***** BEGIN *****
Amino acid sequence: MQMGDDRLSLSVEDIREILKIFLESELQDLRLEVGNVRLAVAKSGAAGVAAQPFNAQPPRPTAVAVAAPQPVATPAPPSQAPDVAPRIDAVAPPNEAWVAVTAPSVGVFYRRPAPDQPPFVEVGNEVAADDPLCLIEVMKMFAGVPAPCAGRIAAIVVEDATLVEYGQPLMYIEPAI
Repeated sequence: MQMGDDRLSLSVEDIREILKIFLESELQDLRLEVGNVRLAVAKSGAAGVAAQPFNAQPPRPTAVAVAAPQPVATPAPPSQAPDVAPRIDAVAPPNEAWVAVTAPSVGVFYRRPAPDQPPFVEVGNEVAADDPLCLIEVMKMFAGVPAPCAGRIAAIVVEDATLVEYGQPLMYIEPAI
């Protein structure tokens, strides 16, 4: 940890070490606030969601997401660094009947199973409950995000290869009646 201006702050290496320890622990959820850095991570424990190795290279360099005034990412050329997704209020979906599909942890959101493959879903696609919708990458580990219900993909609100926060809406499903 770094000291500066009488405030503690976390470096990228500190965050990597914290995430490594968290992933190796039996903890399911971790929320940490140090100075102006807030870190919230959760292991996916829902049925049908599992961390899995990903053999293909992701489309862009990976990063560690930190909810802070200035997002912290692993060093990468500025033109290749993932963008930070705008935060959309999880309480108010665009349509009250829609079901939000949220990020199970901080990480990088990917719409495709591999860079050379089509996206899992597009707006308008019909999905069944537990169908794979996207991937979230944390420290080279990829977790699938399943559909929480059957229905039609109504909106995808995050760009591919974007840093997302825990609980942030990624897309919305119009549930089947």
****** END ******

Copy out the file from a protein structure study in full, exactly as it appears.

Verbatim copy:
Amino acid sequence: MQMGDDRLSLSVEDIREILKIFLESELQDLRLEVGNVRLAVAKSGAAGVAAQPFNAQPPRPTAVAVAAPQPVATPAPPSQAPDVAPRIDAVAPPNEAWVAVTAPSVGVFYRRPAPDQPPFVEVGNEVAADDPLCLIEVMKMFAGVPAPCAGRIAAIVVEDATLVEYGQPLMYIEPAI
Repeated sequence: MQMGDDRLSLSVEDIREILKIFLESELQDLRLEVGNVRLAVAKSGAAGVAAQPFNAQPPRPTAVAVAAPQPVATPAPPSQAPDVAPRIDAVAPPNEAWVAVTAPSVGVFYRRPAPDQPPFVEVGNEVAADDPLCLIEVMKMFAGVPAPCAGRIAAIVVEDATLVEYGQPLMYIEPAI
């Protein structure tokens, strides 16, 4: 940890070490606030969601997401660094009947199973409950995000290869009646 201006702050290496320890622990959820850095991570424990190795290279360099005034990412050329997704209020979906599909942890959101493959879903696609919708990458580990219900993909609100926060809406499903 770094000291500066009488405030503690976390470096990228500190965050990597914290995430490594968290992933190796039996903890399911971790929320940490140090100075102006807030870190919230959760292991996916829902049925049908599992961390899995990903053999293909992701489309862009990976990063560690930190909810802070200035997002912290692993060093990468500025033109290749993932963008930070705008935060959309999880309480108010665009349509009250829609079901939000949220990020199970901080990480990088990917719409495709591999860079050379089509996206899992597009707006308008019909999905069944537990169908794979996207991937979230944390420290080279990829977790699938399943559909929480059957229905039609109504909106995808995050760009591919974007840093997302825990609980942030990624897309919305119009549930089947």